More from Boubez: “Now, lo and behold, we’re ten years into SOA, about the same time frame, where at the beginning everybody thought “Alright, service orientation is going to be the next big thing in a couple years, everyone will be doing service orientation and Web services.” Where, in reality, just because of momentum and all kinds of established procedures and established mechanisms, it takes a while for big corporations and organizations to move. Another 10 to 15 years and here we are. I think we keep forgetting the time it takes for these cycles. That’s one thing I learned from being exposed to these two big waves.”
A lot of present disaffection with SOA is just pure laziness – a wish for instant gratification, an aversion to the real work of IT. Like the story of the silver bullet technology, you have heard the admonition that work is hard before. The savvy technologist will measure the true path of cloud computing by thinking in terms of 10 to 15 years as well. It is a good timeframe for sober SOA analysis too. Don’t give up too soon, just to jump on the next merry-go-round. Be sure to read both our Q&As with Boubez On the road to SOA – Part 1, Early insights and On the road to SOA – Part 2, Governance is fundamental. There’s more to learn from this SOA pioneer.]]>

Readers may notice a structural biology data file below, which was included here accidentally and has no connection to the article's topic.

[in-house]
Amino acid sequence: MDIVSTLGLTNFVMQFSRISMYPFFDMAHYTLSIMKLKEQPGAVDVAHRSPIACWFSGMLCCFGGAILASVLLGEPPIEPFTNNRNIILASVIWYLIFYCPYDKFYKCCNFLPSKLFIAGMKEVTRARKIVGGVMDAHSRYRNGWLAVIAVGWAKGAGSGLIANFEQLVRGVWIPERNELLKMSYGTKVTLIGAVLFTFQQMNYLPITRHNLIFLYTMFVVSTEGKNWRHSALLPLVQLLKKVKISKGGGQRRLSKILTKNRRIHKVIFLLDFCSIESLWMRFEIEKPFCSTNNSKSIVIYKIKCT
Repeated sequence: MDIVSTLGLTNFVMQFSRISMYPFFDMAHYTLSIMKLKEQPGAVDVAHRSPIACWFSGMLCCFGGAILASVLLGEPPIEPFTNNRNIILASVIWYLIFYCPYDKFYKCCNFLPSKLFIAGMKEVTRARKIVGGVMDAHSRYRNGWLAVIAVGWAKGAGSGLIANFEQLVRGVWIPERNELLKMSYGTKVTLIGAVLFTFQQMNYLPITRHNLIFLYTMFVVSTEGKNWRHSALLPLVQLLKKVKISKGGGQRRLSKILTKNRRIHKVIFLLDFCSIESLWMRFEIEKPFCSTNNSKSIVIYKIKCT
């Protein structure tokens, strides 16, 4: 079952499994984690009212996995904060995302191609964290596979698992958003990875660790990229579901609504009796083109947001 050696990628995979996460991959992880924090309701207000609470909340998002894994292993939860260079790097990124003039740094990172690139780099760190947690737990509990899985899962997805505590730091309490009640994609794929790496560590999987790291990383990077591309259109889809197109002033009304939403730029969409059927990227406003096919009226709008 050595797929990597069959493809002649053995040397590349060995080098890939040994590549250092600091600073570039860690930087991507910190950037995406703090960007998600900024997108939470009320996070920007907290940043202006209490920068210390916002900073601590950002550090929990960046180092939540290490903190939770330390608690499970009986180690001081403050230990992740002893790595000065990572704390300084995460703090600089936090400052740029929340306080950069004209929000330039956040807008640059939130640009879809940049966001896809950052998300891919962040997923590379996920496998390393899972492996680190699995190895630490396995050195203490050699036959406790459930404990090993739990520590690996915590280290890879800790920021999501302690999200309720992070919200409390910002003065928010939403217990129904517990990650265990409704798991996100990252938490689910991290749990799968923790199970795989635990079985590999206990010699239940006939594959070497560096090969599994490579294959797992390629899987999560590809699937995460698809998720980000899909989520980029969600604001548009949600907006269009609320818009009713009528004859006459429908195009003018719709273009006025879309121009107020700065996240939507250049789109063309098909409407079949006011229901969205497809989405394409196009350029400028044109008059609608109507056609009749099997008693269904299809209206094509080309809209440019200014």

The new release takes the form of SOA and Java EE management packs. A central part of the release is a Composite Application Monitor and Modeler component. In fact, this represents the first fruition of Oracle’s 2008 purchase of APM suite maker ClearApp.
The Composite Application Monitor and Modeler, or CAMM, automatically goes out and discovers Java components and SOA services and creates models that represent business processes and transactions. The models provide a view into the workings of complex transactions, helping developers to pinpoint performance issues in production, and providing a basis for discussion between the various stakeholders that must ‘have a scrum’ when significant performance problems are encountered.
The Oracle Management Pack Plus for SOA discovers BPEL processes as well as Oracle ESB services.